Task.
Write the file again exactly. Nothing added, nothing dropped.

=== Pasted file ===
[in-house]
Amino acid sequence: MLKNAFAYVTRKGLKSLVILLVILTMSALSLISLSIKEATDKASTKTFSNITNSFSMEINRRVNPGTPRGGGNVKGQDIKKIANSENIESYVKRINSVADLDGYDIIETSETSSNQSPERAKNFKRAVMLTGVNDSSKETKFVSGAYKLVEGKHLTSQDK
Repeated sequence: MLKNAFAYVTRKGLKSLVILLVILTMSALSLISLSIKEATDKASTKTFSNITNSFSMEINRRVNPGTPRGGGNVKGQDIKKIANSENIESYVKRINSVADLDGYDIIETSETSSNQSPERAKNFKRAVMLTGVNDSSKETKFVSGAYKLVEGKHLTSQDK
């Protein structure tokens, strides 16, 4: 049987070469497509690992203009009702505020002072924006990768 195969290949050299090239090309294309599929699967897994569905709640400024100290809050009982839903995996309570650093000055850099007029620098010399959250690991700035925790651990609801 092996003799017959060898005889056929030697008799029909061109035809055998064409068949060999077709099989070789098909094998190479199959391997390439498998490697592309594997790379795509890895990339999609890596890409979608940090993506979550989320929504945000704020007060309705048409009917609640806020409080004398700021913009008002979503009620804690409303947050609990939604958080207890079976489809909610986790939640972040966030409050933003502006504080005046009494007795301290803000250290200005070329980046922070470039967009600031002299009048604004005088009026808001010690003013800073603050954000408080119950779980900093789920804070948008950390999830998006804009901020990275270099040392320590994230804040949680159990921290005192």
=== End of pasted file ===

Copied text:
[in-house]
Amino acid sequence: MLKNAFAYVTRKGLKSLVILLVILTMSALSLISLSIKEATDKASTKTFSNITNSFSMEINRRVNPGTPRGGGNVKGQDIKKIANSENIESYVKRINSVADLDGYDIIETSETSSNQSPERAKNFKRAVMLTGVNDSSKETKFVSGAYKLVEGKHLTSQDK
Repeated sequence: MLKNAFAYVTRKGLKSLVILLVILTMSALSLISLSIKEATDKASTKTFSNITNSFSMEINRRVNPGTPRGGGNVKGQDIKKIANSENIESYVKRINSVADLDGYDIIETSETSSNQSPERAKNFKRAVMLTGVNDSSKETKFVSGAYKLVEGKHLTSQDK
């Protein structure tokens, strides 16, 4: 049987070469497509690992203009009702505020002072924006990768 195969290949050299090239090309294309599929699967897994569905709640400024100290809050009982839903995996309570650093000055850099007029620098010399959250690991700035925790651990609801 092996003799017959060898005889056929030697008799029909061109035809055998064409068949060999077709099989070789098909094998190479199959391997390439498998490697592309594997790379795509890895990339999609890596890409979608940090993506979550989320929504945000704020007060309705048409009917609640806020409080004398700021913009008002979503009620804690409303947050609990939604958080207890079976489809909610986790939640972040966030409050933003502006504080005046009494007795301290803000250290200005070329980046922070470039967009600031002299009048604004005088009026808001010690003013800073603050954000408080119950779980900093789920804070948008950390999830998006804009901020990275270099040392320590994230804040949680159990921290005192």